Exploring an obsession with inflation
A spectre keeps haunting investors: Inflation. It is a spectre that proves to be as elusive to grasp as its fallout is hard to contain following a breakout. In simple terms, inflation is what happens when money gets sick and devalues. Along those lines, hyperinflation happens when money dies. As the driving forces of past inflation have never been alike, there is no panacea for protecting financial wealth against debasement.
Why are economists and policymakers so obsessed with inflation? The simple answer is because it transfers wealth and power. Inflation is a transfer of wealth from old to young, from rich to poor, from consumers to producers, from creditors to debtors, from the private sector to the public sector, from developed countries to developing countries, and so on. These are rather controversial claims and ones we seldom hear made in public.
Inflation, in fact, should not only matter to economists and policymakers — it should matter to all of us, for whether prices rise, fall, or remain stable, they have a crucial effect on the economy and society overall. This may also be the main reason why the mandate of almost all central banks is to keep prices steady. In doing so, they ensure peace between the economic actors in society.
Investors may now conclude that while inflation may be out there, its causes and impact are highly uncertain. As is often the case, future outcomes are radically uncertain. So before applying strategies that have worked in the past, thereby courting the danger of preparing for kinds of inflation that are obsolete, investors would do better to acknowledge that they cannot possibly know much about what kind of inflation will happen and how.
Neither life nor wealth will feel much safer after this admission, but the individual investor may nevertheless feel better having surrendered control. In a second step, one could still look at past experiences, if nothing else but to see the agnostic stance confirmed. Barton Biggs offers the relevant evidence in his brilliant book Wealth, War & Wisdom. Biggs’ recommendation in the face of concerns about inflation is to hold a well-balanced mix of real assets and some of their derivatives, such as equities. But in that case, why not go straight to gold or real estate to insulate one’s wealth against debasement? Because history shows that there has never been a panacea for inflation.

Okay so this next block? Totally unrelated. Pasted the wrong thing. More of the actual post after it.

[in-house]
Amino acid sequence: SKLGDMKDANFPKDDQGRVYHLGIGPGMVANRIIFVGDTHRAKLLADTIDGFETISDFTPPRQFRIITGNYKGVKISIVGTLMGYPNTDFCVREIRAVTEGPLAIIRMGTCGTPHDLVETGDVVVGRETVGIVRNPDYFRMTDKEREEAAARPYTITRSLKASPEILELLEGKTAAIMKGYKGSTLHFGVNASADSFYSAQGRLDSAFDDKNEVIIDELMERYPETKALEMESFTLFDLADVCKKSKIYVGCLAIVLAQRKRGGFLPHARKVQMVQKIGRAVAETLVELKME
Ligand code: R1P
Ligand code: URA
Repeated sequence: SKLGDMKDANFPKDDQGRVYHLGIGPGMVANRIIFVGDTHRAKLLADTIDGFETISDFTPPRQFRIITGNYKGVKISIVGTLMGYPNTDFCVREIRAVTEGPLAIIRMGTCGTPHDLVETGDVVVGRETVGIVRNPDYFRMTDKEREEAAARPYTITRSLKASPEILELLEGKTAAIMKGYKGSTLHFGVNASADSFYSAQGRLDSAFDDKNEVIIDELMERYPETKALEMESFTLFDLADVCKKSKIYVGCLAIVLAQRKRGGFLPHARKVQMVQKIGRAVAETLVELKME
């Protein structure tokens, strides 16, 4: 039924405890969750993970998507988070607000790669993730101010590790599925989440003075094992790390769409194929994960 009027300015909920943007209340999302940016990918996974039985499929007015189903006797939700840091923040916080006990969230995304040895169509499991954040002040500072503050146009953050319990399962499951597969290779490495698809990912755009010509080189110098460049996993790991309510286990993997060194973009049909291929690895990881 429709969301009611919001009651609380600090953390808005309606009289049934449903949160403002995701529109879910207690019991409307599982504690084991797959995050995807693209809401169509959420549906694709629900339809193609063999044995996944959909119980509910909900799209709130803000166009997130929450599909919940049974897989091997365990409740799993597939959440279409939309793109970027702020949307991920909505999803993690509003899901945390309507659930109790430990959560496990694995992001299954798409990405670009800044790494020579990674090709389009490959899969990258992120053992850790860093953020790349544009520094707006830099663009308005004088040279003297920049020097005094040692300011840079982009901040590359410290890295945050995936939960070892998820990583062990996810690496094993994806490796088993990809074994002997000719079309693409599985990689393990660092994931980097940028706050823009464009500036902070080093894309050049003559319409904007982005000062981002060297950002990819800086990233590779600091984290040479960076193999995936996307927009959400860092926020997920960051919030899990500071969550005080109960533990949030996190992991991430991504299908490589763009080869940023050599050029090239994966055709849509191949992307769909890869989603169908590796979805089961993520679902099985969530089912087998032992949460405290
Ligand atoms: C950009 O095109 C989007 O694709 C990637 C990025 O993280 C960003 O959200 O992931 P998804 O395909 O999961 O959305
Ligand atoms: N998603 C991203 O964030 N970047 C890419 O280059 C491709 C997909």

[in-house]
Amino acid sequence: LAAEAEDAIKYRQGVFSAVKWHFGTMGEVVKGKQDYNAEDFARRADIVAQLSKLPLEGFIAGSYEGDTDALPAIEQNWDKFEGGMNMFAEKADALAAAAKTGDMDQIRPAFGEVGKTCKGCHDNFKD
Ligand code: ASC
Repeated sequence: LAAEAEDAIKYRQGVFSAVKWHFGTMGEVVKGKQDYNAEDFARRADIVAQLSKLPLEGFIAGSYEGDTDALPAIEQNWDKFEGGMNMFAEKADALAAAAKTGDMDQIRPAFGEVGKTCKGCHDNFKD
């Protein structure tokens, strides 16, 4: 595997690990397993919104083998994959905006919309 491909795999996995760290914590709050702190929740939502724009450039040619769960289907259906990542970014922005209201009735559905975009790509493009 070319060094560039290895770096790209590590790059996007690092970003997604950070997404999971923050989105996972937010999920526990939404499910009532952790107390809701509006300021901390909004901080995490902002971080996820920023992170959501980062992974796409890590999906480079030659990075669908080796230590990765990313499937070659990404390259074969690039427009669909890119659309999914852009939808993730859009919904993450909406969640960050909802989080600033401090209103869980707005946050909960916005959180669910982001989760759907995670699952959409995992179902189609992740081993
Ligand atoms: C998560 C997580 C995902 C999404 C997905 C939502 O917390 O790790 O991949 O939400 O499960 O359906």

After raising all the ‘ifs’ and ‘whens’ of radical uncertainty, you will probably have little faith in forecasts. And rightly so. There is just one thing that strikes me when looking at long-term charts. At the time of writing, bond yields in the US are still near their all-time lows, i.e. below two per cent. Compared to the double-digit bond yields of the 1970s’ inflation bonanza, this looks like deflation rather than inflation.
If you look at the long-term cycles, you see that inflation tends not to break out overnight. The current situation looks more like the 1950s than the 1970s, and there was a long way to go between those two decades. As a matter of fact, the period between the early 1950s and the mid-1960s, when rates moved up due to the better growth prospects of post-war societies, was one of the most rewarding eras in history for financial assets. Stocks posted bumper years, while bonds suffered only moderately in real terms and delivered positive nominal returns.
The journey to higher — and therefore more normal — inflation rates and bond yields may be a rewarding one. While some of the policies facilitating the normalisation of inflation may sow the seeds for a new 1970s’ type of turmoil, this may be years, if not well over a decade, away. Before that happens, investors should try and enjoy the ride.
The writer is head of research at Julius Baer. Views expressed are his own and do not reflect the newspaper’s policy.